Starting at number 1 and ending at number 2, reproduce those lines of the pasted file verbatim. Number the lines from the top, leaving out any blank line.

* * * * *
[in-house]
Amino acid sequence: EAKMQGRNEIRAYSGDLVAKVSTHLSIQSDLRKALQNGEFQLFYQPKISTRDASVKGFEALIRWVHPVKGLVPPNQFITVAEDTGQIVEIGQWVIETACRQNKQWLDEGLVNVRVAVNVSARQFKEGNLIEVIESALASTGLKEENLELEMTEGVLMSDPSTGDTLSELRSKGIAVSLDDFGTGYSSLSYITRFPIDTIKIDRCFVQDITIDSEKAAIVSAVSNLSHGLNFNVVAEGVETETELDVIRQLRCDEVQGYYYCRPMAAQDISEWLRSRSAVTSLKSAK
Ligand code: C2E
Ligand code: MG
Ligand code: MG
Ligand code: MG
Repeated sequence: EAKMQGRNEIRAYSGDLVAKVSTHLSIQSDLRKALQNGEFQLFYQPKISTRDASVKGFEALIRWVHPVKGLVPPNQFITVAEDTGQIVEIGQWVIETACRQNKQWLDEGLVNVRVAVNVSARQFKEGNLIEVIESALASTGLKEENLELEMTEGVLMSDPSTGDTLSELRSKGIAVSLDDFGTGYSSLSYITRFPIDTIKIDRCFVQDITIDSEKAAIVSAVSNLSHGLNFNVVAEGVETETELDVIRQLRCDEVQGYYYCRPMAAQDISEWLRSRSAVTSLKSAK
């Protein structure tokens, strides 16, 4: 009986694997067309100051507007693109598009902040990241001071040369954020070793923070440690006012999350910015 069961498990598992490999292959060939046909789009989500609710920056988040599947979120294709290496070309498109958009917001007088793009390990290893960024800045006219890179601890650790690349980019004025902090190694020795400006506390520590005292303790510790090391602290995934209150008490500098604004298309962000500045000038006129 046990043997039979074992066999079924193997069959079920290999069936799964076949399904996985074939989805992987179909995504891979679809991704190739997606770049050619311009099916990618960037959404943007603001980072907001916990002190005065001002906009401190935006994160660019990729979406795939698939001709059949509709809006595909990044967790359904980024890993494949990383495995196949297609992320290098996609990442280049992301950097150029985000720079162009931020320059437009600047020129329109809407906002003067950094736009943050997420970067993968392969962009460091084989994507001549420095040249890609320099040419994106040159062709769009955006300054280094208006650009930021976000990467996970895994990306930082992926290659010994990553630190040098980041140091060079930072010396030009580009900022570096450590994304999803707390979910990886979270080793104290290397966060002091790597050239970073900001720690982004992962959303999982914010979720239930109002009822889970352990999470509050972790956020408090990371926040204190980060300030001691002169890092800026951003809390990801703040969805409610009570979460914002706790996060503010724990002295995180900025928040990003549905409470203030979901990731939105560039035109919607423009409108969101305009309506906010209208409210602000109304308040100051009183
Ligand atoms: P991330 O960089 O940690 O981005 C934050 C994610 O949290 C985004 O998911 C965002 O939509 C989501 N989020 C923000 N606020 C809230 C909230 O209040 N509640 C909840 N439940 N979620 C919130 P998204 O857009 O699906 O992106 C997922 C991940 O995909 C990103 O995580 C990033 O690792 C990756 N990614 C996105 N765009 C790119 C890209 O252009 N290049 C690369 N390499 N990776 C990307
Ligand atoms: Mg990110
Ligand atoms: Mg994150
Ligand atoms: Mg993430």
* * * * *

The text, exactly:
[in-house]
Amino acid sequence: EAKMQGRNEIRAYSGDLVAKVSTHLSIQSDLRKALQNGEFQLFYQPKISTRDASVKGFEALIRWVHPVKGLVPPNQFITVAEDTGQIVEIGQWVIETACRQNKQWLDEGLVNVRVAVNVSARQFKEGNLIEVIESALASTGLKEENLELEMTEGVLMSDPSTGDTLSELRSKGIAVSLDDFGTGYSSLSYITRFPIDTIKIDRCFVQDITIDSEKAAIVSAVSNLSHGLNFNVVAEGVETETELDVIRQLRCDEVQGYYYCRPMAAQDISEWLRSRSAVTSLKSAK